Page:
Key Performance Indicators
BI often uses Key performance indicators (KPI's) to assess the
present state of business and to prescribe a course of action. More and more
organizations have started to make more data available more promptly. In the
past, data only became available after a month or two, which did not help
managers to adjust activities in time to hit London Stock Exchange targets.
Recently, banks have tried to make data available at shorter intervals and have
The KPI methodology was further expanded with the Chief
Performance Officer methodology which incorporated KPI's and root cause analysis
into a single methodology.
For example, for businesses which have higher
operational/credit risk loading (for example, credit cards and "wealth
management"), a large multi-national bank makes KPI-related data available
weekly, and sometimes offers a daily analysis of numbers. This means data
usually becomes available within 24 hours, necessitating automation and the use
of IT systems.
Designing and implementing a Business Intelligence
When implementing a BI programme one might like to pose a
number of questions and take a number of resultant decisions, such as:
Goal Alignment queries:
The first step determines the short and medium-term purposes of the
programme. What strategic goal(s) of the organisation will the programme
address? What organisational mission/vision does it relate to? A crafted
hypothesis needs to detail how this initiative will eventually improve
results / performance (i.e. a strategy map).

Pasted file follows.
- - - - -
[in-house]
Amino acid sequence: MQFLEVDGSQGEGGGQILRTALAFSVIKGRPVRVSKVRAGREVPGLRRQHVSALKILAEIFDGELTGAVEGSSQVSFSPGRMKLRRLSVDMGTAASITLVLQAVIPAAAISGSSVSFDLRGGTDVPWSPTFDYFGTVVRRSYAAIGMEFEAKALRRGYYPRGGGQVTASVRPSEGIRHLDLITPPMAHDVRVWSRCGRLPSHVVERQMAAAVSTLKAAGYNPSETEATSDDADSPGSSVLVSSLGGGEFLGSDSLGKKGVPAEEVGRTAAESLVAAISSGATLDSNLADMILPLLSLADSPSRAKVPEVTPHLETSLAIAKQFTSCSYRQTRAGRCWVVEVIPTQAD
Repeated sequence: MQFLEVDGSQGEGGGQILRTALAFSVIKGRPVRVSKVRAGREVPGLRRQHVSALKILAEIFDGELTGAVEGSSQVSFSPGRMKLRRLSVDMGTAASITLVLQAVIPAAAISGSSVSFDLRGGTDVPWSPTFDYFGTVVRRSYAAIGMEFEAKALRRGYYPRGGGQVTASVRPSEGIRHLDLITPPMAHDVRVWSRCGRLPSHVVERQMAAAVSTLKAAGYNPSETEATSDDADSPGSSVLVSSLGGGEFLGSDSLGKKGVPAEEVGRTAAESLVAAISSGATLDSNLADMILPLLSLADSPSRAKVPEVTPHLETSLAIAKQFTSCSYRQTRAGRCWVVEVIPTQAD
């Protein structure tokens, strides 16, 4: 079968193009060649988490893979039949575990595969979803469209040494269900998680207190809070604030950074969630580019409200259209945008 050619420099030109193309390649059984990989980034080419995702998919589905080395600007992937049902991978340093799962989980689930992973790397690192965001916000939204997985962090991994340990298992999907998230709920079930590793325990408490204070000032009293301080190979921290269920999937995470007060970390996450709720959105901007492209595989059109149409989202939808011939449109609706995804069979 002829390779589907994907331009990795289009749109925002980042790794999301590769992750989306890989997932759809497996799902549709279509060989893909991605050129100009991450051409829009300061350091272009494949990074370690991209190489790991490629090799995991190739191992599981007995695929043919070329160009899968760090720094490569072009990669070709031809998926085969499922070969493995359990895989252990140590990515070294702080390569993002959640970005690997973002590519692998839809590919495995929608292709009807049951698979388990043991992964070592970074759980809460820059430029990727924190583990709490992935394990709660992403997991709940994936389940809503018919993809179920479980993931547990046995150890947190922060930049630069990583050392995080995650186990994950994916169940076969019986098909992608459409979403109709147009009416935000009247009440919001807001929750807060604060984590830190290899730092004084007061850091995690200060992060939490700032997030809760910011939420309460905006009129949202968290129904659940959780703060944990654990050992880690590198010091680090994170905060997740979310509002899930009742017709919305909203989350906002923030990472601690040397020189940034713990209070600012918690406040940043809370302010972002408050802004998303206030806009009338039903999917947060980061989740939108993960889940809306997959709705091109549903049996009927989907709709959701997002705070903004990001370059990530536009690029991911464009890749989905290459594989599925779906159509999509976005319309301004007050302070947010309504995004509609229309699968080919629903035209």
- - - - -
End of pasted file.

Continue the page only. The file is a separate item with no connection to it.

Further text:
Current information-gathering competency needs assessing. Does the
organisation have the capability of monitoring important sources of
information? What data does the organisation collect and how does it store
that data? What are the statistical parameters of this data, e.g. how much
random variation does it contain? Does the organization measure this?
Cost and risk queries:
The financial consequences of a new BI initiative should be estimated. It is
necessary to assess the cost of the present operations and the increase in
costs associated with the BI initiative? What is the risk that the
initiative will fail? This risk assessment should be converted into a
financial metric and included in the planning.
Customer and Stakeholder queries:
Determine who will benefit from the initiative and who will pay. Who has a
stake in the current procedure? What kinds of customers/stakeholders will
benefit directly from this initiative? Who will benefit indirectly? What are
the quantitative / qualitative benefits? Is the specified initiative the
best way to increase satisfaction for all kinds of customers, or is there a
better way? How will customers' benefits be monitored? What about
employees,... shareholders,... distribution channel members?
These information requirements must be operationalised into clearly defined
metrics. One must decide what metrics to use for each piece of information
being gathered. Are these the best metrics? How do we know that? How many
metrics need to be tracked? If this is a large number (it usually is), what
kind of system can be used to track them? Are the metrics standardised, so
they can be benchmarked against performance in other organisations? What are
the industry standard metrics available?
queries: One should establish a methodology or a procedure to
determine the best (or acceptable) way of measuring the required metrics.
What methods will be used, and how frequently will the organization collect
data? Do industry standards exist for this? Is this the best way to do the
measurements? How do we know that?
Someone should monitor the BI programme to ensure that objectives are being
met. Adjustments in the programme may be necessary. The programme should be
tested for accuracy, reliability, and validity. How can one demonstrate that
the BI initiative (rather than other factors) contributed to a change in
results? How much of the change was probably random?